The Slovenia Times

A balance between "high-tech" and "high-touch"


Looking at the digital challenge, the Dean highlights the establishment of an optimal balance between "high-tech" and "high-touch", while from the perspective of strengthening IEDC's global position she sees China as a potential market where there is still significant demand for managerial and leadership knowledge and skills.

Times change and digital is now the norm in business with 70 percent of US$1 bn companies being digital ecosystems. There are many challenges to traditional business models which need to be addressed properly for the future survival of the business. What is IEDC's educational approach to digital?
For IEDC as a management school, digitalisation presents the triple challenge: digitalisation of the educational process; digitalisation and its impact on functional managerial issues; and digitalisation as a stand-alone issue in the programs of the school. For IEDC, this opens opportunities to deliver classes online but the question is how to blend online and in-class lectures in order to find the optimal balance between "high-tech" and "high-touch". All of the functional topics, from finance to leadership skills, are influenced by digitalisation. At the same time, companies ask for special courses on the content and impact of digitalisation in their industries and how to stay in a leading position during the transition process.

IEDC actively works to engage with the Chinese market. What is the profile of the Chinese students that you want to attract and from which industries?
It is hardly necessary, I believe, to explain that a market of about 1.5 billion people is important for any industry or sector which has the mission to operate internationally or globally. It is interesting that this question is never raised when it comes to North America, a significantly smaller market. Business opportunities in China are big because it has many immature markets.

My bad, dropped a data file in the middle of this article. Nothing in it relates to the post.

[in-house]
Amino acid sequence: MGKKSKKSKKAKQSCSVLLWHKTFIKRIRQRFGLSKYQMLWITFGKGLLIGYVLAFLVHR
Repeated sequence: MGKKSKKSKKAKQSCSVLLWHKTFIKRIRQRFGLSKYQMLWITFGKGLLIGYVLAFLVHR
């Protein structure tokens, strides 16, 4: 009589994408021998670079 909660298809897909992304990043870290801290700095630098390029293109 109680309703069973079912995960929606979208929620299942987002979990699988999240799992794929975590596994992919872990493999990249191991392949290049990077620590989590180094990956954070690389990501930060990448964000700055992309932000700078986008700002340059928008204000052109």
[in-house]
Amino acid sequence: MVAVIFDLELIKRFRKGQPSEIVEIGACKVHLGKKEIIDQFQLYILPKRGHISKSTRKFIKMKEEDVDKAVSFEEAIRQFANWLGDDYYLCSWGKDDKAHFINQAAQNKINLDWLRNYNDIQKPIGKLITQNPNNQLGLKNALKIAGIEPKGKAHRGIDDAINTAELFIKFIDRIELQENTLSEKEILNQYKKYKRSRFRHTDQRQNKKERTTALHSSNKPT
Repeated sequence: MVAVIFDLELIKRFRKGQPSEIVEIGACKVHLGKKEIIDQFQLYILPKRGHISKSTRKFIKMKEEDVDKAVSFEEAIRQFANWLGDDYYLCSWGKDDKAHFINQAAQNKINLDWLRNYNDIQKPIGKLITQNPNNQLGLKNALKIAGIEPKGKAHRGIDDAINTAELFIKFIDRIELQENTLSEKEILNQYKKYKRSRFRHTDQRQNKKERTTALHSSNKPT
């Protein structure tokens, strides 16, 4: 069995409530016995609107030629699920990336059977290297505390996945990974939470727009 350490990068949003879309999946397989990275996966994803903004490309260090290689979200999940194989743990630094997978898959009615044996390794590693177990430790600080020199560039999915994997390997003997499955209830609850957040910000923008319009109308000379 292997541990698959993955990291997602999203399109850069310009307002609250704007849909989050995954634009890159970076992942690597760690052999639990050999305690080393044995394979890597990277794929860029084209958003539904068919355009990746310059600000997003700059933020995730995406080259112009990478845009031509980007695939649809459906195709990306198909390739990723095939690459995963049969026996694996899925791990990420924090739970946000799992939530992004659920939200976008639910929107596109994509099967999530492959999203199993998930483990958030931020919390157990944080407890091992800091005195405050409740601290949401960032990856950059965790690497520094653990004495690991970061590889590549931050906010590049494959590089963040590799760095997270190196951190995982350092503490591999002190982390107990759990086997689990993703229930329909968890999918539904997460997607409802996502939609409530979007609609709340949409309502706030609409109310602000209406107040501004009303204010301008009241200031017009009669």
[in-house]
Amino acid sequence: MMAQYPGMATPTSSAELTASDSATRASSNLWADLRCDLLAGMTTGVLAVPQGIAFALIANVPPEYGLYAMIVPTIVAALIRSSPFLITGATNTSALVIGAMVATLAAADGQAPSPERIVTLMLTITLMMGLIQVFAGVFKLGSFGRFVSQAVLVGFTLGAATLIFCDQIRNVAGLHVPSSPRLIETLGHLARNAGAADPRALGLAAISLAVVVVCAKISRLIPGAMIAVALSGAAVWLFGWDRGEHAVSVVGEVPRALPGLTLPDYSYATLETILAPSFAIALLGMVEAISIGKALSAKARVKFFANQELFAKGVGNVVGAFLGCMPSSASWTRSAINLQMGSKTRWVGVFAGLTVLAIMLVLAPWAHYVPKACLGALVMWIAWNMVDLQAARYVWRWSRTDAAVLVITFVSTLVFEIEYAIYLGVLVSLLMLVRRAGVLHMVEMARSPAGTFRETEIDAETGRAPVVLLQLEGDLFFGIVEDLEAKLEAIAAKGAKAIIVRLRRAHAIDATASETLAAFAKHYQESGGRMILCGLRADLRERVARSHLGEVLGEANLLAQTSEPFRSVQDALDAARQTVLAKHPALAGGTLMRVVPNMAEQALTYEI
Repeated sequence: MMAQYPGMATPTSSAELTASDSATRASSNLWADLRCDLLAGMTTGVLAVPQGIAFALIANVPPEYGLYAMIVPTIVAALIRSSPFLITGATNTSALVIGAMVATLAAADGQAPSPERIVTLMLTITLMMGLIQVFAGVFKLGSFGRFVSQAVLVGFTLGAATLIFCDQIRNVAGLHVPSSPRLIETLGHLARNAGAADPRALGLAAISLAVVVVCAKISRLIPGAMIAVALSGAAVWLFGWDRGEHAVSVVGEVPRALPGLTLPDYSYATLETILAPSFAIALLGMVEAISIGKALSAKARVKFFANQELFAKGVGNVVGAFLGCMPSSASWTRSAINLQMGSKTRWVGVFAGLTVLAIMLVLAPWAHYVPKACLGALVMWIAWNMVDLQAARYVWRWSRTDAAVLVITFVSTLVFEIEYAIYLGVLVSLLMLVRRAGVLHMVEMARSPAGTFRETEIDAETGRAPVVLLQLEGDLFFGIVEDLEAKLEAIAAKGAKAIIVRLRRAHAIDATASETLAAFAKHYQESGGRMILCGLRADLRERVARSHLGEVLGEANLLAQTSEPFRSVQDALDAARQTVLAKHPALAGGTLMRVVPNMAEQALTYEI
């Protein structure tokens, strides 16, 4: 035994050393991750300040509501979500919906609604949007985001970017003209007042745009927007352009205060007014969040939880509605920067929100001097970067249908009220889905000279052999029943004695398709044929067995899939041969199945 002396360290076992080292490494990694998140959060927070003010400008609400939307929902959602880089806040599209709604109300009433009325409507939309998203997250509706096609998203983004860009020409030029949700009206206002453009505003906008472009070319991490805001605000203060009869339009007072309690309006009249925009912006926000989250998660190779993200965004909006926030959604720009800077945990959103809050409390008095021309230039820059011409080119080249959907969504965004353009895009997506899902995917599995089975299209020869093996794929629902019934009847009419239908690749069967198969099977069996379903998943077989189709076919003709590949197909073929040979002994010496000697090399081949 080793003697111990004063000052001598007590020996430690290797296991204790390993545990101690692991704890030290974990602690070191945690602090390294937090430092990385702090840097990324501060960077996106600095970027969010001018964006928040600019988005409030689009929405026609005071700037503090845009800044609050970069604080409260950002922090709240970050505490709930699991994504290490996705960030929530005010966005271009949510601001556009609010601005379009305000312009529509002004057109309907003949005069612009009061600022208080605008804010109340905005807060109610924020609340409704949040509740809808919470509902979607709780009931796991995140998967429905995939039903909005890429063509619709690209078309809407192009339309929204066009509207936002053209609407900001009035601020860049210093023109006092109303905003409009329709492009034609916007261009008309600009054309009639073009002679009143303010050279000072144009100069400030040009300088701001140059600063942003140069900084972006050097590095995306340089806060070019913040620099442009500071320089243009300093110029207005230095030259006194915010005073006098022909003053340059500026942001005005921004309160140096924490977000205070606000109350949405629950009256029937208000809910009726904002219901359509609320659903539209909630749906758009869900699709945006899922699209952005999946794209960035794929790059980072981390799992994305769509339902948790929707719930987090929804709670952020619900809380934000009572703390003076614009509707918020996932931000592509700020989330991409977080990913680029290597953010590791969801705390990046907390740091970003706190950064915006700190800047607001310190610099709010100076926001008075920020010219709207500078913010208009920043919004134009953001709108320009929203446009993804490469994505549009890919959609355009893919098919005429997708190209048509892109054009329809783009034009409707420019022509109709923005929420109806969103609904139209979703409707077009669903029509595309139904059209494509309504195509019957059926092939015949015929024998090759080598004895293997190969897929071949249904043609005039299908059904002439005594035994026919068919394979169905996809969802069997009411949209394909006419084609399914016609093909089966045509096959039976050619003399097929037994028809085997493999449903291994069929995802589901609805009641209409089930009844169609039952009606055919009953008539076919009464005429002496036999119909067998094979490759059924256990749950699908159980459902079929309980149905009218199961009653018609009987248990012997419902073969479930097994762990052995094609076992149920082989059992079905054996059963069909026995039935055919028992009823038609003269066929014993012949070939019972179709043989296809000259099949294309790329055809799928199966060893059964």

Although China has quite a number of excellent business-oriented schools and faculties, there is still a huge demand for managerial and leadership knowledge and skills. Schools in China are looking for the best partners abroad, and they are interested in cooperating with IEDC as the processes of transition in China is comparable to that in CEE, and IEDC is an internationally established innovative school. We are currently developing a global MBA with one of the top-faculties in China and partner-schools along the "Silk Road". We currently have Chinese executives in our programs and are in the process of preparing a special Young Managers Program at the request of a Chinese educational institution. We are not focused on a certain industry, although it is known that we have recently developed a special expertise in the financial services sector and in the pharmaceutical industry.

Where do you see the business potential, such that geographically "small" Slovenia and "big" China could achieve a win-win scenario and mutually benefit?
In the business world, the notions of "small" or "big" do not have a geographical meaning. In our research on "Hidden Champions" we showed that Slovenia has a relatively high number of small and mid-sized companies that occupy top-positions, not only in Europe but also globally. They have an excellent opportunity to be successful in China.

China could offer Slovenia a lot in the fields of infrastructure, logistics and services.

IEDC ranks among the top business schools in the world. How do you maintain this position?
It is known that IEDC has operated since its founding more than 30 years ago with the slogan "only the best is good enough". We started by inviting the best professors of management and they came out of curiosity, to see a new management school founded by a woman in a socialist country, even though they were only paid a fraction of their normal fee. As I always say, "first class professors bring first class colleagues, second class brings third class". In this way, we have succeeded in bringing the best possible faculty to Slovenia. We survived the war and the financial crisis together with them, and we have strengthened our global relations.
As we keep our core faculty small in order to be able to react quickly to the increasingly fast-changing business environment with relevant education, we have found that some accreditation schemes are focused on quantity rather than quality. This is not in accordance with our vision and mission.
Our EMBA is accredited by AMBA because of its quality and has been awarded by AMBA as one of the most innovative MBAs amongst more than 700 programs globally. We are very happy with the CEEMAN IQA accreditation because its scheme is focused on the quality and impact of the school on the local, regional and national environment. With our entrepreneurial spirit and culture, we have to make a special effort to be in accordance with all of the prescribed procedures and regulations of the various accreditations. We shall continue to focus on this, but it is also important that we do not sacrifice our main advantage which is innovation. Our existence is based on quality and in innovation. Without that, we would become a school like the thousands of others.


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